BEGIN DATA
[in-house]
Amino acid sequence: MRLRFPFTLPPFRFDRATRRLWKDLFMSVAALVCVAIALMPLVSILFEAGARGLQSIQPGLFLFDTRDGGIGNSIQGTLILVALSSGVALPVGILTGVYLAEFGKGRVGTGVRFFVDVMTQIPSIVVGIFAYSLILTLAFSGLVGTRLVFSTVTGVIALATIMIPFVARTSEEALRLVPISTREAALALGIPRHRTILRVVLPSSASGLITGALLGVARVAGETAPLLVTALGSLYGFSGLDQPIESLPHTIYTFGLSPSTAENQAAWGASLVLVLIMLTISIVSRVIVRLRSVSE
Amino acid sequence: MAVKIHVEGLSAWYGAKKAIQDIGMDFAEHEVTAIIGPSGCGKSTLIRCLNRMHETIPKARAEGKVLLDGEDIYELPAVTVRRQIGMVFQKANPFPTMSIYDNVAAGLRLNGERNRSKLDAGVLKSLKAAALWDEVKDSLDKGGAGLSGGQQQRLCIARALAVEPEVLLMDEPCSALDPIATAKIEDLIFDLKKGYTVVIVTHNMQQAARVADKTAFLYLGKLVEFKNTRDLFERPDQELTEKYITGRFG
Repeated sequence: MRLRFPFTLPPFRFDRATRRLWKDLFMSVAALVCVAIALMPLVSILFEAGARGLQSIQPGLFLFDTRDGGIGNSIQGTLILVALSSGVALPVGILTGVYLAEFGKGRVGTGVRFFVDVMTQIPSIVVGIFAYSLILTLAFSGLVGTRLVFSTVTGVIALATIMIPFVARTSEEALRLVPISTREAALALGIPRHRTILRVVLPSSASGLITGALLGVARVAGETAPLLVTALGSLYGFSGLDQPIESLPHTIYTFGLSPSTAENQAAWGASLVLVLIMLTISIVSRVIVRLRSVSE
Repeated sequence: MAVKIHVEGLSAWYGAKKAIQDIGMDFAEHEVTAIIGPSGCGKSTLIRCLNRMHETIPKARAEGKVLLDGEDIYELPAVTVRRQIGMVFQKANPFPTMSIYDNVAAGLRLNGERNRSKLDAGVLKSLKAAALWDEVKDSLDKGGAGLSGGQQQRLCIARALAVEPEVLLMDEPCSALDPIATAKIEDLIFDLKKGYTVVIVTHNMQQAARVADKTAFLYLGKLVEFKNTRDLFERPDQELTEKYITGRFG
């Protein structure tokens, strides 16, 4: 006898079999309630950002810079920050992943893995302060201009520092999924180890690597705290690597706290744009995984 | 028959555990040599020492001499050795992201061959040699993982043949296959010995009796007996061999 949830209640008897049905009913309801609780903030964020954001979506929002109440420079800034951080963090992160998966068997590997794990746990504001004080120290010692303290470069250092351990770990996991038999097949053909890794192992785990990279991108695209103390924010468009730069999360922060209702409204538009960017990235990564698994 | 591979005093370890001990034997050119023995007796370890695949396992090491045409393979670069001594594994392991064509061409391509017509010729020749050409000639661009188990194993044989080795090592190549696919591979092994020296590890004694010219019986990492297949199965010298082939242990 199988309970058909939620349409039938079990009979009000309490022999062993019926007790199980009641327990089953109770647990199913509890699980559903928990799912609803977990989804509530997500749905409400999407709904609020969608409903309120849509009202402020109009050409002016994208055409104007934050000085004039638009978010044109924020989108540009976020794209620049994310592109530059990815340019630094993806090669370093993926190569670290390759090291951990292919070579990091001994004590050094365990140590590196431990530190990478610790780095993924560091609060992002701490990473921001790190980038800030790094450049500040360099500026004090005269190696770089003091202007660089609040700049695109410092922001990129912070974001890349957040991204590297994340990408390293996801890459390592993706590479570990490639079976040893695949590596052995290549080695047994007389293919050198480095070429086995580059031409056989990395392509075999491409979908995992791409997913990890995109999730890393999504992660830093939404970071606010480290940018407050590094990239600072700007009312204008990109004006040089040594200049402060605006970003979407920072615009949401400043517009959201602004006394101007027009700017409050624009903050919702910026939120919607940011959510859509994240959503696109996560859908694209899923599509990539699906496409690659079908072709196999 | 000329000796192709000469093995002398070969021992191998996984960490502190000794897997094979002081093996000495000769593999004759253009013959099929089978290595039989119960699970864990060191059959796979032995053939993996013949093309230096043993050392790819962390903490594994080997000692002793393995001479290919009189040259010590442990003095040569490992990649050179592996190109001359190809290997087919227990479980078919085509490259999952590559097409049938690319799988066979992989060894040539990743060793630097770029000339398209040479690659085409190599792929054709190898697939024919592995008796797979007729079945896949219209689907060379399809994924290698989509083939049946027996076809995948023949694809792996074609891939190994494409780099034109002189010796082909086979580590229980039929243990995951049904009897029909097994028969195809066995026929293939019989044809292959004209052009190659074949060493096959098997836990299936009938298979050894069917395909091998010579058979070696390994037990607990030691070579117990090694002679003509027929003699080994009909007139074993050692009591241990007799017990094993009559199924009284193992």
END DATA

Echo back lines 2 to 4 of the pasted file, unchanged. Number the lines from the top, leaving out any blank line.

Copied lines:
Amino acid sequence: MRLRFPFTLPPFRFDRATRRLWKDLFMSVAALVCVAIALMPLVSILFEAGARGLQSIQPGLFLFDTRDGGIGNSIQGTLILVALSSGVALPVGILTGVYLAEFGKGRVGTGVRFFVDVMTQIPSIVVGIFAYSLILTLAFSGLVGTRLVFSTVTGVIALATIMIPFVARTSEEALRLVPISTREAALALGIPRHRTILRVVLPSSASGLITGALLGVARVAGETAPLLVTALGSLYGFSGLDQPIESLPHTIYTFGLSPSTAENQAAWGASLVLVLIMLTISIVSRVIVRLRSVSE
Amino acid sequence: MAVKIHVEGLSAWYGAKKAIQDIGMDFAEHEVTAIIGPSGCGKSTLIRCLNRMHETIPKARAEGKVLLDGEDIYELPAVTVRRQIGMVFQKANPFPTMSIYDNVAAGLRLNGERNRSKLDAGVLKSLKAAALWDEVKDSLDKGGAGLSGGQQQRLCIARALAVEPEVLLMDEPCSALDPIATAKIEDLIFDLKKGYTVVIVTHNMQQAARVADKTAFLYLGKLVEFKNTRDLFERPDQELTEKYITGRFG
Repeated sequence: MRLRFPFTLPPFRFDRATRRLWKDLFMSVAALVCVAIALMPLVSILFEAGARGLQSIQPGLFLFDTRDGGIGNSIQGTLILVALSSGVALPVGILTGVYLAEFGKGRVGTGVRFFVDVMTQIPSIVVGIFAYSLILTLAFSGLVGTRLVFSTVTGVIALATIMIPFVARTSEEALRLVPISTREAALALGIPRHRTILRVVLPSSASGLITGALLGVARVAGETAPLLVTALGSLYGFSGLDQPIESLPHTIYTFGLSPSTAENQAAWGASLVLVLIMLTISIVSRVIVRLRSVSE